muscular dystrophy

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INTRODUCTIONMuscular dystrophy (abbreviated MD) refers to a group of muscle diseases that weaken the muscles that move the human body. Muscular dystrophies are characterized by progressive skeletal muscle weakness, defects in muscle proteins, and the death of muscle cells and tissue. Nine diseases including Duchenne, Becker, limb girdle, congenital, facioscapulohumeral, myotonic, oculopharyngeal, distal, and Emery-Dreifuss are always classified as muscular dystrophy but there are more than 100 diseases in total with similarities to muscular dystrophy. Most types of MD are multi-system disorders with manifestations in body systems including the heart, gastrointestinal and nervous systems, endocrine glands, skin, eyes and other organs, namely the brain. The condition may also lead to mood swings and learning difficulties. In the 1860s, descriptions of boys who grew progressively weaker, lost the ability to walk, and died at an early age became more prominent in medical journals. In the following decade, French neurologist Guillaume Duchenne gave a comprehensive account of 13 boys with the most common and severe form of the disease (which now carries his name Duchenne muscular dystrophy). It soon became evident that the disease had more than one form, and that these diseases affected males of all ages. Muscular dystrophy (MD) is a genetic (inherited) condition that over time gradually causes the muscles to weaken. This leads to an increasing level of disability.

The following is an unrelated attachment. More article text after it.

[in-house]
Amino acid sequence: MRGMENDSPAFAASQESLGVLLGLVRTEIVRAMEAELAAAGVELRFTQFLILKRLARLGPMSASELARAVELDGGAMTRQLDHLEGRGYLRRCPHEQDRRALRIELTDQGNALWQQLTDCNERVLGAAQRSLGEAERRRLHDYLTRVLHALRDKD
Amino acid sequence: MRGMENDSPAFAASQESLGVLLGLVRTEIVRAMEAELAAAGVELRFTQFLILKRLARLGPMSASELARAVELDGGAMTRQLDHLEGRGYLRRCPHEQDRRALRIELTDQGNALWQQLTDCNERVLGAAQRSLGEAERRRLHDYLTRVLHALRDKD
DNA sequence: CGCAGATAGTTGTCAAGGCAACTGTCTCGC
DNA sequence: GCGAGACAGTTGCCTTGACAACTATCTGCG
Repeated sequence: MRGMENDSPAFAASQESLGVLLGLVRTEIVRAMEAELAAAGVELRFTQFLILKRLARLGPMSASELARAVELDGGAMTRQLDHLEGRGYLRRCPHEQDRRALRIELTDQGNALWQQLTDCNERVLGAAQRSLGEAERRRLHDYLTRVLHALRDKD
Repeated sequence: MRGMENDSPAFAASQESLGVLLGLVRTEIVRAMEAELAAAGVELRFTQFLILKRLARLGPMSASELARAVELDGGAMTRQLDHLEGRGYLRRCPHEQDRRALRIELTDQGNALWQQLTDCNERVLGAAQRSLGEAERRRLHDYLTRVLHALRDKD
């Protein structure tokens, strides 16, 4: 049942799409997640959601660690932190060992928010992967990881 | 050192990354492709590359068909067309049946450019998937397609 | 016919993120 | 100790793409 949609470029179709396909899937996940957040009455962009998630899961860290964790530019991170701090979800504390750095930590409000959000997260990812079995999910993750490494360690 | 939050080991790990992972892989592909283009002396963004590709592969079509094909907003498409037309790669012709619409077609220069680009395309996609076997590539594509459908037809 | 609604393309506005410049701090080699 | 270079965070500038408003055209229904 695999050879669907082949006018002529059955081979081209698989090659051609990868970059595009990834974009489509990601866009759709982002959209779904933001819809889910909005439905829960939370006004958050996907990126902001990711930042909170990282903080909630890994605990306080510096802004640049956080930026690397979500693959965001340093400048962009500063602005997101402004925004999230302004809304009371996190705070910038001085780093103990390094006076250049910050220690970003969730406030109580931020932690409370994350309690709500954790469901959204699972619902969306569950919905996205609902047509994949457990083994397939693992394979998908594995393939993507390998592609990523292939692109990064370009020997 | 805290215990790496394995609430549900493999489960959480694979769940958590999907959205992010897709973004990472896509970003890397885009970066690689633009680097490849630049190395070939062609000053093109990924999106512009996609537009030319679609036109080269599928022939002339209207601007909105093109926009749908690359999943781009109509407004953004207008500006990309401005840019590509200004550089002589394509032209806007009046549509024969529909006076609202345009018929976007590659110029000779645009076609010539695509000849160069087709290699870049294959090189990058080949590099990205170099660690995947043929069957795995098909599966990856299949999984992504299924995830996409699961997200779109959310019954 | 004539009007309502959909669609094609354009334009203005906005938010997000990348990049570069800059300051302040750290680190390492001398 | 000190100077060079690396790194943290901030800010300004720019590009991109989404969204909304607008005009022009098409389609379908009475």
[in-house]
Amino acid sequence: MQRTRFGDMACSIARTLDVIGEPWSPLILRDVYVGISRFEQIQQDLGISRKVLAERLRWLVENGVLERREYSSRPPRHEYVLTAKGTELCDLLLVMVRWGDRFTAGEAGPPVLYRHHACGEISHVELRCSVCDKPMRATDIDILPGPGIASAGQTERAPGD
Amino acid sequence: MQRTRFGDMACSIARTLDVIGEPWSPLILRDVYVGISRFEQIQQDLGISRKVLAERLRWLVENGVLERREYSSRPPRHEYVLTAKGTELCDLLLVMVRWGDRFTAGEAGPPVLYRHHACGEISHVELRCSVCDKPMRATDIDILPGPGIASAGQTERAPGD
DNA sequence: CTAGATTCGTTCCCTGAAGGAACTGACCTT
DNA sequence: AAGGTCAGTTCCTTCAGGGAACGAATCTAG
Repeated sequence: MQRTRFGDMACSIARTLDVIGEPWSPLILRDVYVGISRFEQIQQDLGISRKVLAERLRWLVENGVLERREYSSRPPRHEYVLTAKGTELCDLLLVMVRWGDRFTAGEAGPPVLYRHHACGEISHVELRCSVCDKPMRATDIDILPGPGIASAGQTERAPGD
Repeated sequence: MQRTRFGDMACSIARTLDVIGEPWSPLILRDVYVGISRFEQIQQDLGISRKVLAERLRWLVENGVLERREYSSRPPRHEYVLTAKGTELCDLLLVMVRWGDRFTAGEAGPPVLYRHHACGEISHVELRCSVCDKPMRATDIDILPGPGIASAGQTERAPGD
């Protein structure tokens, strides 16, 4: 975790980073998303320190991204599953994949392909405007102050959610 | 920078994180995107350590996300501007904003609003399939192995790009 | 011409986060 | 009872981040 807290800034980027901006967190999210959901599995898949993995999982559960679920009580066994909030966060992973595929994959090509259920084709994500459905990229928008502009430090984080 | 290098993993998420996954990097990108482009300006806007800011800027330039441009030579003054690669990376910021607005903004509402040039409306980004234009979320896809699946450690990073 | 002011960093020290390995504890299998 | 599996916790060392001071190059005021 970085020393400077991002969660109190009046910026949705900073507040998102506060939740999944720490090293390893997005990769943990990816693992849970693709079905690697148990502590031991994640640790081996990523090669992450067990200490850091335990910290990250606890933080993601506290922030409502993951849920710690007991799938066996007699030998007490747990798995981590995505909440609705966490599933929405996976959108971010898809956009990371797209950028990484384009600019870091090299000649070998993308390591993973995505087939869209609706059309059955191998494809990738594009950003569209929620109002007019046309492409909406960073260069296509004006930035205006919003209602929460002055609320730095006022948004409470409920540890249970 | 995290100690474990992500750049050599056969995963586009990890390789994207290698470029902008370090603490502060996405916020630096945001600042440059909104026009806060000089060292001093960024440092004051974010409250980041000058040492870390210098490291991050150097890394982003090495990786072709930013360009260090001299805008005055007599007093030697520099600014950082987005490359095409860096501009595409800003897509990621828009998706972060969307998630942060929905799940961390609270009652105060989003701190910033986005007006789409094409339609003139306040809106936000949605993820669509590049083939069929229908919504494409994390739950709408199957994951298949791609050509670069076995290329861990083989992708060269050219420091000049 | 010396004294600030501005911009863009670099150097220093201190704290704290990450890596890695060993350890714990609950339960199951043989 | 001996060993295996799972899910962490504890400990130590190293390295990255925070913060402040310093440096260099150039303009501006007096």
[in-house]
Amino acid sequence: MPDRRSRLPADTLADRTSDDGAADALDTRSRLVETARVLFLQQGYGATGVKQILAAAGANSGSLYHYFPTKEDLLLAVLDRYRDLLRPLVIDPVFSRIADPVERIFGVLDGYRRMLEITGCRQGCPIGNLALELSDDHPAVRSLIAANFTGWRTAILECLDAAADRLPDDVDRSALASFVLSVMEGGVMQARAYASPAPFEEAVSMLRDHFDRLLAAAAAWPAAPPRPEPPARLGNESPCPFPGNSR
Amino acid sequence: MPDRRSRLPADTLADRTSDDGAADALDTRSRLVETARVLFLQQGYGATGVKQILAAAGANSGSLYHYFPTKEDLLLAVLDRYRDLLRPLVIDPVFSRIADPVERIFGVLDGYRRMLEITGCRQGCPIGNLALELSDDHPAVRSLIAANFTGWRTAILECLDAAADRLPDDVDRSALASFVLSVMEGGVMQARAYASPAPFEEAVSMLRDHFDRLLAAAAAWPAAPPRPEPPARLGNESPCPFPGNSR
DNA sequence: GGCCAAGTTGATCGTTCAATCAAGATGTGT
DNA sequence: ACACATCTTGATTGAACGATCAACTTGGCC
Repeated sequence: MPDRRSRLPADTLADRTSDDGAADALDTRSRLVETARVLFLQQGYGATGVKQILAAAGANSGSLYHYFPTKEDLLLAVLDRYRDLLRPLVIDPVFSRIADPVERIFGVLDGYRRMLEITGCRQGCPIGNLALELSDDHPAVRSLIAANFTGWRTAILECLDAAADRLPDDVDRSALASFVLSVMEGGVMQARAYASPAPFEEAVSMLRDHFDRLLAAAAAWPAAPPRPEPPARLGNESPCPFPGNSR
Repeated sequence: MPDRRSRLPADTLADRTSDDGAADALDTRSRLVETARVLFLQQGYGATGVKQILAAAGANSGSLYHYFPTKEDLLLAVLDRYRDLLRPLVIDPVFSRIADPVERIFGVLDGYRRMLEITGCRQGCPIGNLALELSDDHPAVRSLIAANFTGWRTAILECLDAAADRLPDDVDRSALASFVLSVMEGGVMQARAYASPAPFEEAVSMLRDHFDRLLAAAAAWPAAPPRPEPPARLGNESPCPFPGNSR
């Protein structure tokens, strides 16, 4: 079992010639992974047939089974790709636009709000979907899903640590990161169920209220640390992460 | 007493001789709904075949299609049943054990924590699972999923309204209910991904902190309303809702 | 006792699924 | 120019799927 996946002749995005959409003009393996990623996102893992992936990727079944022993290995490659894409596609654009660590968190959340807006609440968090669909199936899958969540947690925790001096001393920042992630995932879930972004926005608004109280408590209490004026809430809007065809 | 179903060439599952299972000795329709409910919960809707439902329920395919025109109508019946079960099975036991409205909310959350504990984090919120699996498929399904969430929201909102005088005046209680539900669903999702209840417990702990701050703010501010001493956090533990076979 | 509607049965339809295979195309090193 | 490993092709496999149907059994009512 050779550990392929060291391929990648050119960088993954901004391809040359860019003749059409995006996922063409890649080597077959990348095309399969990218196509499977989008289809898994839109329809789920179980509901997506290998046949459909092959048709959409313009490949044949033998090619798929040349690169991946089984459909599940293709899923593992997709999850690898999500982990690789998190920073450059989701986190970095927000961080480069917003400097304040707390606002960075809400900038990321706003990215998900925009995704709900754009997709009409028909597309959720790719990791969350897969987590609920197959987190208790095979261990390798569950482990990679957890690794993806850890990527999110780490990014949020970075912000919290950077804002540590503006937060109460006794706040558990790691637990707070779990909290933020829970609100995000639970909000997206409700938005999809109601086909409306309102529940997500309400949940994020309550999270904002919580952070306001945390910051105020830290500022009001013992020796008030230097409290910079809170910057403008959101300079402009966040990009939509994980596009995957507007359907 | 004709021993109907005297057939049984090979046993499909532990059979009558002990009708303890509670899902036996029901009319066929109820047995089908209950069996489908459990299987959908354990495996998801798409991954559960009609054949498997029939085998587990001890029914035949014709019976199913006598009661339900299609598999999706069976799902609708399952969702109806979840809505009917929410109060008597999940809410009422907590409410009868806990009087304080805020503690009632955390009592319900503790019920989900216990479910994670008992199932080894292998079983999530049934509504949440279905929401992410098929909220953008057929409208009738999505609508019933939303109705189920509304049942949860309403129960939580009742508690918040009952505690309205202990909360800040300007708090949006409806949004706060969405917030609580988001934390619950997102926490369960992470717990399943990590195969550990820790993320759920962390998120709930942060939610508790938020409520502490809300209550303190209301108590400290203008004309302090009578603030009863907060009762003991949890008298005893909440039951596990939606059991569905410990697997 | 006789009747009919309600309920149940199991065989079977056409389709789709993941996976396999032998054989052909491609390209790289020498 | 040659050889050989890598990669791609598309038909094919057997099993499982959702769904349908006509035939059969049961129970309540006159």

There are several different types of MD, with different symptoms and patterns of progression. Not all types of MD cause severe disability, but there is currently no cure for the condition. MD is caused by mutations (cellular changes) in the genes that are responsible for the structure and functioning of a persons muscles. The mutations can occur spontaneously, but they are normally inherited from a persons parents. The mutations cause changes in the muscle fibres, which interferes with the muscles ability to function. Over time, this causes increasing disability. Muscular dystrophies are a group of inherited muscle disorders in which one or more genes needed for normal muscle function are defective, leading to muscle weakness (see Symptoms and Diagnosis of Musculoskeletal Disorders: Weakness) of varying severity. Other inherited muscle disorders include congenital myopathies, periodic paralysis, and glycogen storage diseases. Glycogen storage diseases are a group of rare inherited disorders in which muscles cannot metabolize sugars normally (see Hereditary Metabolic Disorders: Glycogen Storage Diseases), so they build up large stores of glycogen (a starch that is formed from sugars). Muscular dystrophy is the term used to describe a group of diseases of the muscles. With muscular dystrophy the muscles become weak and can waste away.There are over 20 different kinds of muscular dystrophies. The number of people affected by muscular dystrophy depends on the specific type. For example,approximately one child in 4,000 will have Spinal Muscular Atrophy.3|Page